Sure enough the grind back in came about soon enough, so tucking down chin to the headstock I knocked it down a few gears, kept the revs around 90rpm and let the legs burn hot back for home. Plowing through standing water it was fortunate that the carriageway was closed for the duration of the race and I didn't have to take much care to look up. Just head down and suck it up. Dismount on the line without issue, and another cheer in my ear of 'Go Dad' gave me the boost to hammer the run.
|Ella making me laugh with some lip as I exit T2.|
Bike down, shoes on and a strong kick from the off. The run has felt good for around a month, and this being the worst run of the 3 sprint races in the series I wanted to get it out the way as soon as possible. Up the bank, down the tow path, back on yourself. At this point I passed a team mate coming the other way, and knowing his rough pace was able to judge my own at around the 5:45 min mile mark. Then past the finish line, through a group of lunatic club members - I couldn't help but ramp up the pace to meet their demands to 'stop jogging and start running'. Soon after the buzz of the crowds had subsided the most appalling stitch kicked in. For 1 split second I entertained stopping as my right hand side bit down on me, causing a wince with every step. So I shouted some abuse at myself to man up (to the shock of the runner next to me) and eased off slightly until it let up.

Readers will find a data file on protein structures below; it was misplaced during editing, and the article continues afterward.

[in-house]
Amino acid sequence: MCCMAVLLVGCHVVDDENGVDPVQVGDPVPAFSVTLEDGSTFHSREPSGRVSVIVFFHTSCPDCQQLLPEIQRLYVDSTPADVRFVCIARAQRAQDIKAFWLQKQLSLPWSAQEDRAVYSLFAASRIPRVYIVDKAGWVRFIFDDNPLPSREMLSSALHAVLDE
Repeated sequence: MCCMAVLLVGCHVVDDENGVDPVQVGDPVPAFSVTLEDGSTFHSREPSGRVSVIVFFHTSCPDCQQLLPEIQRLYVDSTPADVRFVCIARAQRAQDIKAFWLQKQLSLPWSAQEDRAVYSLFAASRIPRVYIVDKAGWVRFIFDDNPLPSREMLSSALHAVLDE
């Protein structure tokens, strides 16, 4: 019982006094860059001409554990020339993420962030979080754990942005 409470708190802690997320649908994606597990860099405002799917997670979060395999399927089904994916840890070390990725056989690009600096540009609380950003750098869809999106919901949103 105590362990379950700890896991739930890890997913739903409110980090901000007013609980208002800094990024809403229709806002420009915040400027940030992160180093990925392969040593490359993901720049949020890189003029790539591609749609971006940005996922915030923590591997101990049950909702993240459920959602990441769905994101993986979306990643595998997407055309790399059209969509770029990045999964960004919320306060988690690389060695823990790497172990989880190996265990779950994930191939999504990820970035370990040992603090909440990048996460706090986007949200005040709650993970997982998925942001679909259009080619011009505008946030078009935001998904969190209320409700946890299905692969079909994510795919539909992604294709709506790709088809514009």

As soon as it eased enough I wicked it back up, round the final cone and back into the wind and wet for home. Finally round the corner, easily spotted by the wall to wall all weather Louth Supporters, a barrage of cheers and finished. 1:05:32.
Let's ignore the swim. The bike was a 22.8mph average and then a steady 5:54 run pace. Without the stitch and easing off on the run I'm sure I could have been a 1:04:**. Next time.........
I had a 1:05 something in my mind, and given the day was pleased with the result. A decent 12th overall against a strong field, but a meagre 3rd in my age group this week. Not that it mattered, both of those above me are top class GB athletes, and not in the series this year. Their points count for nought in the league table!
Of course the sun beamed down the second we went to pack up, and so back home and a restful afternoon slobbing with the family watching bikes.
Next day, making the most of the bank holiday it was back on it and into the training with a long ride.
A current issue I am struggling with now training for longer distance is keeping on weight. I currently weigh now what I usually weight at the end of the season, just over 9 1/2 stone. I seem to be bleeding lbs in weight all over the place, and the last race has cost me another few. Without eating junk it seems impossible to find the bulk. At present I am consuming 3500 to 4000 cal a day, and my stomach is working over time to process it. Our house doesn't always smell pretty. Below is a typical day.
|Breakfast now includes a cheese, avocado and tomato grilled sandwich with a poached egg on top.|
|A typical lunch of fish, pasta veg & sweet potato.|
|and stir fry with turkey for Tea.|
All of this gets washed down with 1 to 2 litres of milk a day, homemade juice after each training session, cereal (or similar) for supper, additional fruit and nuts to snack on throughout the day, and the endless supply of homemade cake and biscuits that the 'Kitchen of Love' that is our Home churns out.
If you enjoy eating become a triathlete!
And so now into the final week of hard graft before I ease off for the Half Iron.